Board of Public Works Approves Funding for Clean Water and the Chesapeake Bay
Grants and loans will reduce pollution, improve drinking water systems
BALTIMORE, MD (June 19, 2019) – The Maryland Board of Public Works approved more than $24 million in grants and loans today to reduce pollution and improve drinking water systems. The board is composed of Governor Larry Hogan, Treasurer Nancy K. Kopp and Comptroller Peter Franchot.
“Upgrading our water systems infrastructure and protecting the Chesapeake Bay go hand-in-hand and I’m proud of the vote today to continue the mission of restoring our most precious natural asset,” said Governor Hogan. “These steps are critical to ensuring that Marylanders can enjoy this incredible resource for generations to come.”
“These are smart investments to protect public health and prevent water pollution in Maryland communities and the Chesapeake Bay,” said Maryland Environment Secretary Ben Grumbles. “Reducing pollution from septic systems and sewage treatment plants and upgrading drinking water systems will help us to green and grow the state’s economy and lead in the race to protect and restore Chesapeake Bay watersheds.”
The following projects were approved today:
Upgrade Septic Systems – Statewide
Grants from the Bay Restoration Fund totaling $15 million will provide funding for counties to upgrade on-site sewage disposal (septic) systems to significantly reduce the discharge of nitrogen, one of the most serious pollutants in the Chesapeake Bay. Counties will focus on upgrading septic systems located within the critical area. Additional Bay Restoration Fund grants totaling $3 million will provide funding for Maryland counties to administer tasks relating to septic system regulations. All 23 Maryland counties will benefit from the grants.
Operation and Maintenance of Wastewater Treatment Plants with Enhanced Nutrient Removal Upgrades – Statewide
Bay Restoration Fund grants totaling $6,024,000 will provide funding for the operation and maintenance of wastewater treatment plants with Enhanced Nutrient Removal (ENR) upgrades. Grants from the Bay Restoration Fund equaling up to 10 percent of the annual fee revenue from wastewater treatment plant users can be provided to fund a portion of an ENR facility’s operation and maintenance. MDE recommended an operation and maintenance grant at a rate of up to $30,000 per million gallons per day of a facility’s design capacity, not to exceed $300,000 per year for any individual plant. The board approved grants ranging in amount from $22,500 to $300,000 to a total of more than 50 facilities across the state. Through ENR upgrades and proper operation, these plants have reduced nitrogen discharged to the Chesapeake Bay by more than 8.9 million pounds per year and have reduced phosphorus discharged to the Bay by more than one million pounds per year. Excessive amounts of nutrients such as nitrogen and phosphorus lead to lowered levels of oxygen needed to support aquatic life in waterways, including the Chesapeake Bay. ENR upgrades of the state’s major wastewater treatment plants are a critical component of Maryland’s Phase II Watershed Implementation Plan.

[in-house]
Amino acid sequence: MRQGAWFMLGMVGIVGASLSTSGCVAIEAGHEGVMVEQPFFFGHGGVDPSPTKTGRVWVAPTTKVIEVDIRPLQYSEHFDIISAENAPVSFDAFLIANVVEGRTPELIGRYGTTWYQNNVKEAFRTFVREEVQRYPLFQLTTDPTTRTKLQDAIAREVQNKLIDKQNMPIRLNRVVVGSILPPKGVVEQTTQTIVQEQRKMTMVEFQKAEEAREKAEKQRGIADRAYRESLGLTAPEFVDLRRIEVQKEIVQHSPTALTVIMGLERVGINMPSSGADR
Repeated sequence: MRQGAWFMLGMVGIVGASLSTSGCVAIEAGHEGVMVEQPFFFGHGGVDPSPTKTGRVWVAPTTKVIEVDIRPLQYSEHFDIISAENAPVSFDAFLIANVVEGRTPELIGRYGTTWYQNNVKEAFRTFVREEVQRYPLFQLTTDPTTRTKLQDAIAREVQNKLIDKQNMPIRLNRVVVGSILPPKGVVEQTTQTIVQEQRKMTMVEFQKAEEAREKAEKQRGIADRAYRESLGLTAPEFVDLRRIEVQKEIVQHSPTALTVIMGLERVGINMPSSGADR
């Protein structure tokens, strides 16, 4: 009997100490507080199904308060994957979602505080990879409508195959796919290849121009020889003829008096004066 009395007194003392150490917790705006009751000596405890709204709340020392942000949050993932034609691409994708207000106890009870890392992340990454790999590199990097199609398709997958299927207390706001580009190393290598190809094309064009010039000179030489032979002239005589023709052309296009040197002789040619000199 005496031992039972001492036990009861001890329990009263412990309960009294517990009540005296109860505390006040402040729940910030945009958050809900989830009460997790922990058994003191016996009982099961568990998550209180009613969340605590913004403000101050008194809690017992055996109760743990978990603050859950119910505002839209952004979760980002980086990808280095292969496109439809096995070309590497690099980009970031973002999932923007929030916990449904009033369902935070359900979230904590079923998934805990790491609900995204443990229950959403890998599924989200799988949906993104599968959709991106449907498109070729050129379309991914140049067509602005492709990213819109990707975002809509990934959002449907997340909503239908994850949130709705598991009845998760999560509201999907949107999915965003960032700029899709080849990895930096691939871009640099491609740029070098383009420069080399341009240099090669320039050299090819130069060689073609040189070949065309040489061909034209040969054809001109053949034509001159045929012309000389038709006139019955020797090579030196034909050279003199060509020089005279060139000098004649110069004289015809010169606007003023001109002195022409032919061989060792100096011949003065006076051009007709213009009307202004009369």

Caroline County Detention Center Pump Station Repair/Rehab project – Caroline County
Funding of $487,144 – a $243,572 grant in the form of loan forgiveness from the Water Quality State Revolving Loan Fund and a $243,572 Water Quality State Revolving Loan Fund loan – to Caroline County will help fund an upgrade to the wastewater pumping station that serves the Caroline County Detention Center. The improvements are needed to prevent sewage overflows to the nearby Choptank River, maintaining water quality and safeguarding public health.
Town of New Windsor Water Storage Tank Refurbishment project – Carroll County
A $250,000 Water Supply Financial Assistance Program grant will be used to pay off a portion of the principal on an existing loan for the Town of New Windsor Water Storage Tank Refurbishment project. The cost of the upgrade put a significant burden on the water system user rates, and the grant provides financial relief.
Smith Island Clean Water Project – Somerset County
Grants of $104,905 – a $72,971 Bay Restoration Fund grant and a $31,934 Chesapeake Bay Water Quality Supplemental Assistance grant – to Somerset County will help fund the planning, design and construction of a new Biological Nutrient Removal/Enhanced Nutrient Removal (BNR/ENR) wastewater treatment plant in Ewell and an upgrade to the wastewater collection and conveyance system. The project includes decommissioning the existing Tylerton Wastewater Treatment Plant, an overhaul of three pumping stations and the construction of a new main to convey wastewater from Tylerton to the new plant. The upgrade will lead to an 83 percent reduction in nitrogen discharged and a 90 percent reduction in phosphorus discharged to the Frances Gut and ultimately the Chesapeake Bay. Excessive amounts of nutrients such as nitrogen and phosphorus lead to lowered levels of oxygen needed to support aquatic life in waterways, including the Chesapeake Bay. ENR upgrades of wastewater treatment plants are a critical component of Maryland’s Phase II Watershed Implementation Plan.
Funkstown Water Meters Replacement and Leak Repair to Distribution System project – Washington County
Funding of $8,158 in the form of a Water Supply Financial Assistance grant to the Town of Funkstown will help fund a project that entails the replacement of water meters throughout the town with new radio-read meters that will allow real-time leak detection, accurate readings and help in monitoring water conservation. The project also entails the replacement of a segment of the existing water supply line, which is deteriorated and has a history of water loss. This grant, which is in addition to previous financial assistance, is due to the increased cost of water meter equipment.
# # #